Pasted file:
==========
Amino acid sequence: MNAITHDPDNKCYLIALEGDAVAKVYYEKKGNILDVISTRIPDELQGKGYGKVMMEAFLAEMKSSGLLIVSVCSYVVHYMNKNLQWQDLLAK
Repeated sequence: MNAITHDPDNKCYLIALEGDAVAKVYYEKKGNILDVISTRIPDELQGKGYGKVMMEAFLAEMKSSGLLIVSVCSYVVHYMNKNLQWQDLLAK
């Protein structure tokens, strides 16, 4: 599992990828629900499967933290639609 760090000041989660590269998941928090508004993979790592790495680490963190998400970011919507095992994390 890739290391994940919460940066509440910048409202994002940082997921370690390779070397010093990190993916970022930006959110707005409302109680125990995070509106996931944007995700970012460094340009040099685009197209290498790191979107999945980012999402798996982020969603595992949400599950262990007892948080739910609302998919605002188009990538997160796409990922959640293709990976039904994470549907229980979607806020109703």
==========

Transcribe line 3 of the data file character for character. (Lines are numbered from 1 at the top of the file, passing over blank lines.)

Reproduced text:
């Protein structure tokens, strides 16, 4: 599992990828629900499967933290639609 760090000041989660590269998941928090508004993979790592790495680490963190998400970011919507095992994390 890739290391994940919460940066509440910048409202994002940082997921370690390779070397010093990190993916970022930006959110707005409302109680125990995070509106996931944007995700970012460094340009040099685009197209290498790191979107999945980012999402798996982020969603595992949400599950262990007892948080739910609302998919605002188009990538997160796409990922959640293709990976039904994470549907229980979607806020109703």